We are now working closely with several plant breeders to find seed varieties that grow well and are marketable to bakeries. We were able to find an almost extinct wheat, which we're growing and which tastes really good. We are now also helping to adopt the new Food Safety Modernization Act (FSMA) rules for grain, also for food safety, on each farm. This was a big leap forward for us, especially when we were able to sell to a school, which we hadn't done before. It takes more time to sell directly, especially to the end user, but it's worth the effort to sell many hundreds of pounds of grain at one time. We've learned that it's key to offer strong communication and shipment-tracking with end users. Customer service has to be the best you can offer, which sometimes mean dropping what you are doing to take the call or make sure shipments are out, even if you're harvesting.
Also, as there was little traction for farmers who wanted to sell directly to consumers, and not many buyers in rural small towns, we learned you can open an on-site market for people to browse your products, or start out by participating at larger metro area's local farmers’ markets. Consumers can buy with a conscience from anywhere, at any time through online markets. BUT beware: The consumer is used to quick turn-around with the likes of big box stores, so make it clear when their shipments are expected to arrive; otherwise, the consumer begins to lose faith in the reliability of your brand.
We found out by being the direct line of supply chain, we can keep the cost of goods stable. With the drought this year, long delays in supply chains and also crop failures in Canada (most oats are imported), we found a bright spot in being able to sustain our grain collaborative. Several people were surprised that we grew the crops; we didn't just package or repackage grains. By selling direct vs. shaving away at profits by passing through a chain of 3 to 4 people, we were able to stabilize the farms with newly developed relationships. Shortening the supply chain uses far less resources, leaving less of a carbon footprint, and results in less food waste overall. Also the more hands it passes through, the higher the risk of contamination or damage. When cleaning grains, we were left with smaller weed seeds and smaller grains, which would be a waste item called scratch grains. But we were able to find a market for scratch grains, and even found ourselves selling out of them. Soon, there were four to six farms buying from us.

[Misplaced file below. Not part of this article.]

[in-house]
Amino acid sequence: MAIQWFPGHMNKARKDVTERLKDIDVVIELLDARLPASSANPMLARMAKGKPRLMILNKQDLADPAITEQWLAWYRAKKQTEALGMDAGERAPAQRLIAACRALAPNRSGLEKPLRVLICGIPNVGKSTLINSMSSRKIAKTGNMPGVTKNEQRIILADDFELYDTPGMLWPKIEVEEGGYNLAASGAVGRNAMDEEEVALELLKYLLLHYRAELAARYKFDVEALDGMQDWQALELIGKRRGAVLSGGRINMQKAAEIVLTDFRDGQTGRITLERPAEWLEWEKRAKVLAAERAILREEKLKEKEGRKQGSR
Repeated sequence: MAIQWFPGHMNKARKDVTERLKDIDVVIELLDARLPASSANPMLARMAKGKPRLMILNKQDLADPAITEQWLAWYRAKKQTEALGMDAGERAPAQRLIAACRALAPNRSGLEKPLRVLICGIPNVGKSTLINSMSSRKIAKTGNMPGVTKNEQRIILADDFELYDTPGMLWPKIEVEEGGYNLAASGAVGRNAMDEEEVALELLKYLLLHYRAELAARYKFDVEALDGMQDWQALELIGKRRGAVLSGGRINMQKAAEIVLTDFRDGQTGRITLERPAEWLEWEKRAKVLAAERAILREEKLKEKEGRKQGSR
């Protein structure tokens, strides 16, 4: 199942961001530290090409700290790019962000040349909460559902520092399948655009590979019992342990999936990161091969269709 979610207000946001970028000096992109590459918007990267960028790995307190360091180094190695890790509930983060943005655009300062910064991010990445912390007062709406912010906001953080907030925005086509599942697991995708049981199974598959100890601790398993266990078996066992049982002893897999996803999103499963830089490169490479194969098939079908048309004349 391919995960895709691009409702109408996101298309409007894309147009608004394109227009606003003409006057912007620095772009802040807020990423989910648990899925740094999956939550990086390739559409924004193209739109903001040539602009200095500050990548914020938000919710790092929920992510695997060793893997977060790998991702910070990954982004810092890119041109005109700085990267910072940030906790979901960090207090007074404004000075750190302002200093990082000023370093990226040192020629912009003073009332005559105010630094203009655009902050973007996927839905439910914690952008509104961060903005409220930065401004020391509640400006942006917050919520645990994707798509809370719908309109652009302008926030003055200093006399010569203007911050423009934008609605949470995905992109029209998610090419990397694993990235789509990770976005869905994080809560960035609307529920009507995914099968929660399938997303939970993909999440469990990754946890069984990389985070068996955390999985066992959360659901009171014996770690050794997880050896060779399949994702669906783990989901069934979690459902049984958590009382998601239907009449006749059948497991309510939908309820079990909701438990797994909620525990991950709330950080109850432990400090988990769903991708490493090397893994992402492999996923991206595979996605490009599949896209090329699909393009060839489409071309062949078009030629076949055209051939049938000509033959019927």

This year's grain prices have fluctuated wildly, depending on supply and demand. We set a fair price and didn't have to worry as much about catching the high wave. We are working on developing more of a market survey for more continued fair pricing of all our grains.
One beginning farmer in our group was able to secure better financing by being able to show the banks/savings and loans some of the direct sales of grains she didn't have before. There are many advantages to shorter supply chains including better rates for shipping, and stronger business relationships that we were able to create. It is a very exciting time indeed for all of us.
So far we have:
Developed direct relationships with bakeries, sold grains to cottage pet food makers, created a value added breakfast bar to use our grains better, added buckwheat, winter wheat, rye into the mix. Developed a women in conservation group to work toward soil health, and improved connections with FSA and farmers and NRCS.
We are meeting with NDSU plant breeders to work together for plant breeding on not just quantity but quality of flavor. We are also working with Dan Barber's group in New York to see what flavors develop from grains grown in various regions (growing the same seeds in different locations and comparing the flavor). We also have been more active in a plant breeder club out of North Dakota as the group is working on buckwheat varieties.
We have also developed a small ethnic market for some grains. Corn dumplings, etc. are being developed by artisan chefs. We will grow more rare seeds from Native Americans that will help develop foods specific to their culture and then also save the seeds from extinction.
"We opened a new door through this grant. Everything from small cottage pet food makers, to bakers in larger cities. I have never thought about selling direct before and learned a lot," said a beginning farmer.
We were able to sell our cleaned grains but very importantly were able to sell our scratch grains to hobby chicken farmers, turkey farmers, hog and cricket growers. "We are at zero waste," was one comment from another farmer.
This already has bubbled up to include more grain farmers in our area, mostly women. The resources such as seed, tools, and knowledge are quickly being shared and things are moving fast. We have formed a Women in Conservation group sharing best practices and sponsored a soil health day for all.